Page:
Swans Commentary » swans.com July 3, 2006  



My Buddha


by Milo Clark





"Alone I wander a thousand miles and I ask my way from the white clouds."


(Swans - July 3, 2006)   Okay, any Buddhists worth their salt know that saying My Buddha is showing a somewhat unusual understanding of Gautama Buddha's teachings, at least as I am aware of them. Personal ignorance aside, of course. Impermanence being what it is, naturally.

I come by what I know as Buddhism starting in the late 1960s with Lama Anagarika Govinda (Sanskrit) or Anangavajra Khamsum-Wangchuk (Anglicized Tibetan) -- born Ernst Lothar Hoffman, 1898. Died 1985.

Right there I am in trouble with a number of others professing Buddhism, some of whom see the Tibetans as stark-raving-mad Buddhists if Buddhists at all.

I'll be up front: Tibetans are my kind of Buddhists. Strip away all the fancy stuffs and I am at home.

Lama Govinda was not a real Tibetan anyhow. He was born in Germany and snuck up on Buddhism after trekking through Rome (pursuing architectural history, tumuli, etc.) and Ceylon (now Sri Lanka). There he did the work to become a Theravadan monk.

Theravadans may be the Episcopalians of Buddhism: very conservative folks who insist on Pali as the proper language for Buddhists rather than Sanskrit and certainly never Tibetan.

Then the future Lama Govinda met some Tibetans at a meeting in Darjeeling (1931) and lost it or gained it, depending on perspective. Initiated a Galugpa, not only did he lose it in conventional terms but he eventually moved a step forward and began to focus on Maitreya, the coming Buddha of this age (next after Gautama or Shakyamuni). Early in the 1930s, he formed Arya Maitreya Mandala as his ashram or organization or whatever. It still exists in Germany, Hungary, Rumania, and Eastern Europe, although not very friendly these days.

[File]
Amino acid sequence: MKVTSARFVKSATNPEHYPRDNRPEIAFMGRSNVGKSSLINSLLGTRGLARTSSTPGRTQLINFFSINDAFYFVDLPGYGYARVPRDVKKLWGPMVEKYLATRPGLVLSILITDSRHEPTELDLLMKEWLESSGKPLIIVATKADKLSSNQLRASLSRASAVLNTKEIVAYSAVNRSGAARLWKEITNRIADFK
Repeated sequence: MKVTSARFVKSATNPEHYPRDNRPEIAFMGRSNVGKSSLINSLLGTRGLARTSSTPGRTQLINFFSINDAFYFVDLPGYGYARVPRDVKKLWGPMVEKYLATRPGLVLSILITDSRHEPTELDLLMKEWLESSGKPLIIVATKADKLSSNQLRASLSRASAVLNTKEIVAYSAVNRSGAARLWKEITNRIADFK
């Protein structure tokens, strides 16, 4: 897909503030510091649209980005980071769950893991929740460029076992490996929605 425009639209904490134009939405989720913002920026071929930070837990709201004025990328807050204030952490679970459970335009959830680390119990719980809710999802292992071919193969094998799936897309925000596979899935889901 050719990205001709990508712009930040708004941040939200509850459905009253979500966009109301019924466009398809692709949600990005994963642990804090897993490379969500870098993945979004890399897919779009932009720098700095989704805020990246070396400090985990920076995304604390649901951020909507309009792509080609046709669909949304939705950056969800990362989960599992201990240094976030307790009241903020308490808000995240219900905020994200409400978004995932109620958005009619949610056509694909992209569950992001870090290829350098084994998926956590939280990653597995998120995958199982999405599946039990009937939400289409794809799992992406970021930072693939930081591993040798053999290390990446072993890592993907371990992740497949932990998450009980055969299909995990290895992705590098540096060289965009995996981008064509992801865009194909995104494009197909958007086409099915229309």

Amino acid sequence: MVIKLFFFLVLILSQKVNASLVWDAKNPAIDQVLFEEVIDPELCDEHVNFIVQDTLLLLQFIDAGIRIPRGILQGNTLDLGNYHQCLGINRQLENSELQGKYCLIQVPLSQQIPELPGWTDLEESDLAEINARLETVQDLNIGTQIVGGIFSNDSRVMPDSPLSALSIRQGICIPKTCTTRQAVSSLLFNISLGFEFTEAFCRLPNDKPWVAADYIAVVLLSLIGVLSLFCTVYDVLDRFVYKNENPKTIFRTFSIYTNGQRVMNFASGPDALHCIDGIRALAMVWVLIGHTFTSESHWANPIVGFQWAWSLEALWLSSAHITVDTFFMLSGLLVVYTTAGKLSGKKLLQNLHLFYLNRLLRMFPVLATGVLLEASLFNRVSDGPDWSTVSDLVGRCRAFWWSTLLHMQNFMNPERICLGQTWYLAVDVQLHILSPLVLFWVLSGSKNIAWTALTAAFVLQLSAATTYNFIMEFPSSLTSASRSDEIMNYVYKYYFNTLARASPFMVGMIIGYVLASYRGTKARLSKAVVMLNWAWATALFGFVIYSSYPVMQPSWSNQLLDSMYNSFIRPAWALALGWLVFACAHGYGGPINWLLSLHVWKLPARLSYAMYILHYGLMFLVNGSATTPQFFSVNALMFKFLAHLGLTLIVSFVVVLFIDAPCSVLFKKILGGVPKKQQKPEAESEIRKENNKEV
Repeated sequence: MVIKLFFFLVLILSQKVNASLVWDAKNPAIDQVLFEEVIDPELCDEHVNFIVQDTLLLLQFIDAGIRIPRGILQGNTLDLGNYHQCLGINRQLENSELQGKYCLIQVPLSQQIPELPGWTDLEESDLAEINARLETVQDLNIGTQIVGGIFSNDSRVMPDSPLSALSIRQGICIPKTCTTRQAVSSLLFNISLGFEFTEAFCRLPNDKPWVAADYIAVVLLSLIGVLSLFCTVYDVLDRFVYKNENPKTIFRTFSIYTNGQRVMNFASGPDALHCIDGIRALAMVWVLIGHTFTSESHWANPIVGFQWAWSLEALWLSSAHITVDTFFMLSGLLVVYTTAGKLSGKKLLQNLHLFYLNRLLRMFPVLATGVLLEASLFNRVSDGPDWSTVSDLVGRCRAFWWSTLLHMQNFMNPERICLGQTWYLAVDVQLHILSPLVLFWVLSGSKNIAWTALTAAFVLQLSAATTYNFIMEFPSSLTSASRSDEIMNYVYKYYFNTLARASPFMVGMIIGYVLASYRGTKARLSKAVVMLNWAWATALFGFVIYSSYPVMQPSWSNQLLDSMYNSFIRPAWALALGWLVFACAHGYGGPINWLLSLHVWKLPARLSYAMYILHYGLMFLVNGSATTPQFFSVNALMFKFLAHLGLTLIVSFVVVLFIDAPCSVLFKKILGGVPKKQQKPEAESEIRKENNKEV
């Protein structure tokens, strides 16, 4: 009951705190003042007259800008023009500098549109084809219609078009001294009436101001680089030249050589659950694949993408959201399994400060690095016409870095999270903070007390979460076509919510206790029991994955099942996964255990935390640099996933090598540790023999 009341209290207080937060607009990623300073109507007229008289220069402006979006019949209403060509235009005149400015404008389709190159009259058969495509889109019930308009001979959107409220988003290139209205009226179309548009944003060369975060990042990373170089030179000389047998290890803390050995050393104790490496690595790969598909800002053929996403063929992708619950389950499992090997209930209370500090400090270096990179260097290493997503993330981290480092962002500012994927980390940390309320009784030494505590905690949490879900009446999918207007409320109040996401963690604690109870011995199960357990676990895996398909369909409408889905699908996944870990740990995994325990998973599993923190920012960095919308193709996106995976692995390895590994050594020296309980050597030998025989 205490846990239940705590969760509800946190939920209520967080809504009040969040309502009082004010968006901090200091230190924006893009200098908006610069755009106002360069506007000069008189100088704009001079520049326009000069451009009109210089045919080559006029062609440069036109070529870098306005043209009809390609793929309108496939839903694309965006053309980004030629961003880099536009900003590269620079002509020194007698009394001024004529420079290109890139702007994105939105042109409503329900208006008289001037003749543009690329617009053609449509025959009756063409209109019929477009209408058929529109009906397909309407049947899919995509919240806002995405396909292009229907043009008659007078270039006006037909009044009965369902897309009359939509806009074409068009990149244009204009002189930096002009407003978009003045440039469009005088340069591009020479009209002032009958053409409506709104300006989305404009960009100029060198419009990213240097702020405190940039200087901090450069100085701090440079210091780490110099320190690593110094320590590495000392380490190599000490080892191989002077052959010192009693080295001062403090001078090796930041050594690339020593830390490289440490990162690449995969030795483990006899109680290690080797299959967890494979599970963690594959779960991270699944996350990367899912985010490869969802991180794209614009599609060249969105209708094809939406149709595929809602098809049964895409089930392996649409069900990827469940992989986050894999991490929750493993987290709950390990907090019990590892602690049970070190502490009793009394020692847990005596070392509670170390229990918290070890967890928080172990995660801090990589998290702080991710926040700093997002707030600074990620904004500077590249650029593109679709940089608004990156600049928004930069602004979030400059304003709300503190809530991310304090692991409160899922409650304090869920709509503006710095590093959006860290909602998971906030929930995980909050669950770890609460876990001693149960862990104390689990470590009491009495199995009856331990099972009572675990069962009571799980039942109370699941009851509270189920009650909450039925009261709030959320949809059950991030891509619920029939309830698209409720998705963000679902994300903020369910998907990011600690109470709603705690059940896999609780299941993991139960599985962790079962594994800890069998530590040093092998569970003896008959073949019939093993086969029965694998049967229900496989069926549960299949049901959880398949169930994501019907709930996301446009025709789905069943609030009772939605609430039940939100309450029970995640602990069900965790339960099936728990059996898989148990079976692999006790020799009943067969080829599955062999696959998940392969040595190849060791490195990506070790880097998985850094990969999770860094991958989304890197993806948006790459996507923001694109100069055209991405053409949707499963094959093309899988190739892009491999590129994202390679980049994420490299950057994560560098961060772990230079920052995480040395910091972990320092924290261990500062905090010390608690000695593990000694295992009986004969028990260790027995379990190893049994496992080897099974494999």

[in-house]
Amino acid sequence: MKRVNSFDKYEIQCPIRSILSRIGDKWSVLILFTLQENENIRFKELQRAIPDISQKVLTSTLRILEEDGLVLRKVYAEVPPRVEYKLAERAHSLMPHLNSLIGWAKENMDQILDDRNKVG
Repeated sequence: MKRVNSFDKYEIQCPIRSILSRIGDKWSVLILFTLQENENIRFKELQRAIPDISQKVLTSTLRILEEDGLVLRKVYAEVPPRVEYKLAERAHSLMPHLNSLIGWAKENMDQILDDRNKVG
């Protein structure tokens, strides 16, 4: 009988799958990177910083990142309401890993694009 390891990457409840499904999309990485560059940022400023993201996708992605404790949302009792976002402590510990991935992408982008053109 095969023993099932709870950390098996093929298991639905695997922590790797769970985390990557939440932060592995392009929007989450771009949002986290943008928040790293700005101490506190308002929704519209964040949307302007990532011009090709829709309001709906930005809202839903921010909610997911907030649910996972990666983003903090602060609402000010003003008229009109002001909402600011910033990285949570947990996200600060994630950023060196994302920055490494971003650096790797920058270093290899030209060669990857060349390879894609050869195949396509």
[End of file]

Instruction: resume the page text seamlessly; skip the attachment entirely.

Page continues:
Lama Govinda went on to write scholarly books primarily about or as seen through Tibetan forms of Buddhism. As a Westerner, he was able to add dimensions to Buddhism through his writings. He dove into the intricacies of Tibetan forms and unraveled them in a thoroughly thorough Germanic way. He can, however, be remarkably clear and insightful, especially about how Buddhism will acclimate itself to Western perspectives.

I first knew him as a very powerful, although ill, and quite tiny man who could literally shake a decent sized building with his chants. One very impressive guy! Got my attention.

What makes the Tibetans stark-raving-mad Buddhists? As most religions do, Buddhism, when introduced to Tibet, quickly incorporated the indigenous forms, Bon. Today, we look back to the ancient Bon-po practices which, when incorporated in Tibet's Buddhisms, add the magnificent and very elaborate practices, rituals, chants, costumes, and dances, etc., characterizing the four or more Tibetan sects of today. Centuries of isolation, deep traditions, and wretched winters gave them immense time to perfect their marvels.

Bon people still go around Kailas, the western Tibet mountain sacred to both Hindus and Buddhists, from right to left while latter day Buddhists (and Hindus) go around Kailas left to right. In passing, they meet and nod politely while keeping proper distances. However approached, the circuit is a grueling hike in extreme conditions. Uma Thurman's father went there and wrote a book about his experiences.